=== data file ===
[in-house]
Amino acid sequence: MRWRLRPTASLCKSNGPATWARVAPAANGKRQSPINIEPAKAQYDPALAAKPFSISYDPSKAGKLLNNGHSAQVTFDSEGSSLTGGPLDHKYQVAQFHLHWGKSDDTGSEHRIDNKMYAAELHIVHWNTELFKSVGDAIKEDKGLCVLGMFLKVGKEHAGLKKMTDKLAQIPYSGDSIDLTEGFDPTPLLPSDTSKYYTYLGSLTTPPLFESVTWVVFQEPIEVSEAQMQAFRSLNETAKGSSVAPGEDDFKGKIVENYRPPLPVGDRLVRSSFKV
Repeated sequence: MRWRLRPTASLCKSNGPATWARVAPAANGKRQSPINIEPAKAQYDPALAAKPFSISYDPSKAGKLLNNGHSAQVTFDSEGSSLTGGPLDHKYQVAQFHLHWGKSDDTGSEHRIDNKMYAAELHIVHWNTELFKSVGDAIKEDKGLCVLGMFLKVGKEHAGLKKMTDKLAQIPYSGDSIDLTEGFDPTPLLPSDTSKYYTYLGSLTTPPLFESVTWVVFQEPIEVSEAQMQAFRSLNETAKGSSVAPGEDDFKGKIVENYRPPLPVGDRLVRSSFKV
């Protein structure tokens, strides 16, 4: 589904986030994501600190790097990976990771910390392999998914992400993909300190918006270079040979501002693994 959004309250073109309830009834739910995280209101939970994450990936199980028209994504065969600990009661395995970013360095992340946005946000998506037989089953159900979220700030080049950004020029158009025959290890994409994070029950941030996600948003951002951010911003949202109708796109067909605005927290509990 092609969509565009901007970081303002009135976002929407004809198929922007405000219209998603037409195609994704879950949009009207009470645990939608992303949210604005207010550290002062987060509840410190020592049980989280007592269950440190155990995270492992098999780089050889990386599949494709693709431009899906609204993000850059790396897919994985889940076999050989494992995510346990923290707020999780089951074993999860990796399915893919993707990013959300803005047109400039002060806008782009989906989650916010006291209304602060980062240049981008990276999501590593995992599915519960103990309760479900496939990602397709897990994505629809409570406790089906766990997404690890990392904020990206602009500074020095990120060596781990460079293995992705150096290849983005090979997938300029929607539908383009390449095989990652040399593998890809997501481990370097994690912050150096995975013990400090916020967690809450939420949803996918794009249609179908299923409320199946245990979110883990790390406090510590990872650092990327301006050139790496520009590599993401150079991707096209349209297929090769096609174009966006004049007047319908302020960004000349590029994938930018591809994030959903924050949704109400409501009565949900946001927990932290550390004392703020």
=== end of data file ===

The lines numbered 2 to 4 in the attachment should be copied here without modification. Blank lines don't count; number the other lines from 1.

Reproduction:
Amino acid sequence: MRWRLRPTASLCKSNGPATWARVAPAANGKRQSPINIEPAKAQYDPALAAKPFSISYDPSKAGKLLNNGHSAQVTFDSEGSSLTGGPLDHKYQVAQFHLHWGKSDDTGSEHRIDNKMYAAELHIVHWNTELFKSVGDAIKEDKGLCVLGMFLKVGKEHAGLKKMTDKLAQIPYSGDSIDLTEGFDPTPLLPSDTSKYYTYLGSLTTPPLFESVTWVVFQEPIEVSEAQMQAFRSLNETAKGSSVAPGEDDFKGKIVENYRPPLPVGDRLVRSSFKV
Repeated sequence: MRWRLRPTASLCKSNGPATWARVAPAANGKRQSPINIEPAKAQYDPALAAKPFSISYDPSKAGKLLNNGHSAQVTFDSEGSSLTGGPLDHKYQVAQFHLHWGKSDDTGSEHRIDNKMYAAELHIVHWNTELFKSVGDAIKEDKGLCVLGMFLKVGKEHAGLKKMTDKLAQIPYSGDSIDLTEGFDPTPLLPSDTSKYYTYLGSLTTPPLFESVTWVVFQEPIEVSEAQMQAFRSLNETAKGSSVAPGEDDFKGKIVENYRPPLPVGDRLVRSSFKV
């Protein structure tokens, strides 16, 4: 589904986030994501600190790097990976990771910390392999998914992400993909300190918006270079040979501002693994 959004309250073109309830009834739910995280209101939970994450990936199980028209994504065969600990009661395995970013360095992340946005946000998506037989089953159900979220700030080049950004020029158009025959290890994409994070029950941030996600948003951002951010911003949202109708796109067909605005927290509990 092609969509565009901007970081303002009135976002929407004809198929922007405000219209998603037409195609994704879950949009009207009470645990939608992303949210604005207010550290002062987060509840410190020592049980989280007592269950440190155990995270492992098999780089050889990386599949494709693709431009899906609204993000850059790396897919994985889940076999050989494992995510346990923290707020999780089951074993999860990796399915893919993707990013959300803005047109400039002060806008782009989906989650916010006291209304602060980062240049981008990276999501590593995992599915519960103990309760479900496939990602397709897990994505629809409570406790089906766990997404690890990392904020990206602009500074020095990120060596781990460079293995992705150096290849983005090979997938300029929607539908383009390449095989990652040399593998890809997501481990370097994690912050150096995975013990400090916020967690809450939420949803996918794009249609179908299923409320199946245990979110883990790390406090510590990872650092990327301006050139790496520009590599993401150079991707096209349209297929090769096609174009966006004049007047319908302020960004000349590029994938930018591809994030959903924050949704109400409501009565949900946001927990932290550390004392703020």